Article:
tapping undersea fibers?

Peter Fairbrother peter.fairbrother at ntlworld.com
Mon Jun 4 17:10:17 EDT 2001

> John Denker at jsd at research.att.com wrote:

> I wrote:
>>> AfricaONE has a backbone that circles the continent offshore, plus
>>> separate drops for each country, when it would have been vastly cheaper
>>> to go by land....[Offshore is] less likely to be tapped by hostile powers.
> At 12:38 AM 6/4/01 -0400, Lenny Foner wrote:
>> My understanding of this, which could very well be wrong, was not
>> concern about tapping, but concern over damage.
> Well, of course there is concern about all sorts of threats:
> *) Tapping
> *) Damage
> -- inadvertent
> -- otherwise
> But let's ask what are the costs and benefits of various options:
> 1) One obvious option is to build a _ring_ of fiber on dry land.
> 1a) Sure, there will be an inadvertent cut now and then (due to some
> klutz with a backhoe) but such cuts can be repaired.  The cost of repairs
> is infinitesimal compared to the cost of running the cable
> offshore.  Because it is a ring, customers won't notice cuts if they happen
> one at a time (and are repaired promptly);

Prompt repairs (in another country) in Africa? Guaranteed? don't make me
laugh. And when the cable might go through four war zones in an average
year? don't make me cry. Such a cable might last six weeks before becoming
permanently unuseable.

> it would take _two_ cuts to
> cause a partition.

If a backhoe can do it, there will be _lots_ of cuts.

> 1b) There will be wars now and then.  Each combatant _will_ want to cut
> the adversary's cable.  (Ever hear of a foreign minister named
> Zimmerman?)  There's not a lot that the cable operator can do to maintain
> service in the war zone.  But remember it takes two cuts, including one
> _not_ in the war zone, before anybody outside the war zone is left in the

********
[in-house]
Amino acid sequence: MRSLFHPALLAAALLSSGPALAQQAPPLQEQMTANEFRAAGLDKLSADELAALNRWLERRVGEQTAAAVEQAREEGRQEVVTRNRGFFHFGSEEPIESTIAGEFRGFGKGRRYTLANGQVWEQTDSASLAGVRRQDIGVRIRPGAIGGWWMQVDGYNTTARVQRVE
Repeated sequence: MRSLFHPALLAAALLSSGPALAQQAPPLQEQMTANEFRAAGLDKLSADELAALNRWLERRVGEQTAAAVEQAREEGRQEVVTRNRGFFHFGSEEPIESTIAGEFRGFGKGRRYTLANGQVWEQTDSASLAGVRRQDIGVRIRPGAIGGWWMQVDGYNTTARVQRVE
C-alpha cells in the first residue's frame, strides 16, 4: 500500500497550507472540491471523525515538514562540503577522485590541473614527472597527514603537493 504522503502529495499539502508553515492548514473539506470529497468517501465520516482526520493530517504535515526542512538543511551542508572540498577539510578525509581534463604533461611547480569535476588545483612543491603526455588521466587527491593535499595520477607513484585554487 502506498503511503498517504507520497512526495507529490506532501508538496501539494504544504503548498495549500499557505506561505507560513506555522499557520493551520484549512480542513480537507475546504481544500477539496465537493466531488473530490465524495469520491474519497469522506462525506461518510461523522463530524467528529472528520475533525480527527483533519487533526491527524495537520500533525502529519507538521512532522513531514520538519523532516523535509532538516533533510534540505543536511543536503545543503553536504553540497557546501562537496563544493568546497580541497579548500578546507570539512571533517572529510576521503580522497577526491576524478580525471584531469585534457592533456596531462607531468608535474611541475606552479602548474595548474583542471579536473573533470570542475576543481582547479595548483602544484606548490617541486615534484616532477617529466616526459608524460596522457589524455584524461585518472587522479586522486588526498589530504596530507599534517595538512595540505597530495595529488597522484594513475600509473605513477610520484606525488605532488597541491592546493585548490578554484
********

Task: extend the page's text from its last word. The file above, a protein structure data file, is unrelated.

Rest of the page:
> dark.

Alliances, anyone? 

Perhaps one country says "We want to know everything that's in the cable, or
it doesn't get through, and by the way you have to pay taxes on through
traffic"? Then the other loop segment is vulnerable.

Or in a war,  a country that's in the surviving loop says "Oops, sorry, we
have an accidental cut. We'll get it repaired soon, sooner perhaps if

Or terrorists/mercenaries/country A's army cut it in country C.

Anyone can cut that cable, at any time, and cause disturbances.

> 1c) It is not impossible to have damage (inadvertent or otherwise) to
> an offshore cable, as Herr Zimmerman found out.

Sure, so what? That's why they want it _far_ offshore, it's safer from

> 1d) A dry-land configuration would provide !much! more functionality --
> more places for paying customers to connect.

A local spur cable can do the same thing at much the same cost. And all
those taps are a security nightmare...

> 2) You can do even better if build something more like a mesh than a
> simple ring.  Such a structure would be tremendously robust against damage,
> and would provide even more places for customers to connect.

It would cost a lot more. It would need so many treaties that it would never
get agreed. People at mesh points could trap traffic from/to a specific
country. As the individual cables have, for geographical reasons, to go
through, in some cases, a maximum of two countries, there is no benefit in a
mesh against DoS if both those countries are against through traffic.

> So it seems to me that the principal rationale for putting the cable
> offshore is the expectation that the two-bit warlord next door would have a
> hard time tapping the backbone.

Not to me. If you want to avoid tapping, use end-to-end encryption.

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